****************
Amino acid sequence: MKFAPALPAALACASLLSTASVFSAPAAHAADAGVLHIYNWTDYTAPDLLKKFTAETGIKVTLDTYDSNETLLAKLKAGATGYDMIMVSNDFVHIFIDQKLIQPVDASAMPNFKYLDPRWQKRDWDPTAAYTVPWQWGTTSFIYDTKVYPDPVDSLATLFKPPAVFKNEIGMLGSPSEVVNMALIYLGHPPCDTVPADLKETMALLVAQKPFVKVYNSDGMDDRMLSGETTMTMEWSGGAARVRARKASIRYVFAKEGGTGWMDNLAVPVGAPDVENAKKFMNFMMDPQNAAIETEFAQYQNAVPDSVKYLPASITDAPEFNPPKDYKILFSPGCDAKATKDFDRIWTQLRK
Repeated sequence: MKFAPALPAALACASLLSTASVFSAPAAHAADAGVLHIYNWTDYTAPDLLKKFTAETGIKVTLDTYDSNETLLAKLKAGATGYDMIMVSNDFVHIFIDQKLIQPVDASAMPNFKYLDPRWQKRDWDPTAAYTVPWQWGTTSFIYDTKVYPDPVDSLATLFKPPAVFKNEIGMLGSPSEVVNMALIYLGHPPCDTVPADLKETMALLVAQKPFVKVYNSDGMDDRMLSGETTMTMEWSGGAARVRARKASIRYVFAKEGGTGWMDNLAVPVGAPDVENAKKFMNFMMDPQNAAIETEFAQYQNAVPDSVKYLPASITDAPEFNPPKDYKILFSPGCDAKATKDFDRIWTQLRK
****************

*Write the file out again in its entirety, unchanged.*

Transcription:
Amino acid sequence: MKFAPALPAALACASLLSTASVFSAPAAHAADAGVLHIYNWTDYTAPDLLKKFTAETGIKVTLDTYDSNETLLAKLKAGATGYDMIMVSNDFVHIFIDQKLIQPVDASAMPNFKYLDPRWQKRDWDPTAAYTVPWQWGTTSFIYDTKVYPDPVDSLATLFKPPAVFKNEIGMLGSPSEVVNMALIYLGHPPCDTVPADLKETMALLVAQKPFVKVYNSDGMDDRMLSGETTMTMEWSGGAARVRARKASIRYVFAKEGGTGWMDNLAVPVGAPDVENAKKFMNFMMDPQNAAIETEFAQYQNAVPDSVKYLPASITDAPEFNPPKDYKILFSPGCDAKATKDFDRIWTQLRK
Repeated sequence: MKFAPALPAALACASLLSTASVFSAPAAHAADAGVLHIYNWTDYTAPDLLKKFTAETGIKVTLDTYDSNETLLAKLKAGATGYDMIMVSNDFVHIFIDQKLIQPVDASAMPNFKYLDPRWQKRDWDPTAAYTVPWQWGTTSFIYDTKVYPDPVDSLATLFKPPAVFKNEIGMLGSPSEVVNMALIYLGHPPCDTVPADLKETMALLVAQKPFVKVYNSDGMDDRMLSGETTMTMEWSGGAARVRARKASIRYVFAKEGGTGWMDNLAVPVGAPDVENAKKFMNFMMDPQNAAIETEFAQYQNAVPDSVKYLPASITDAPEFNPPKDYKILFSPGCDAKATKDFDRIWTQLRK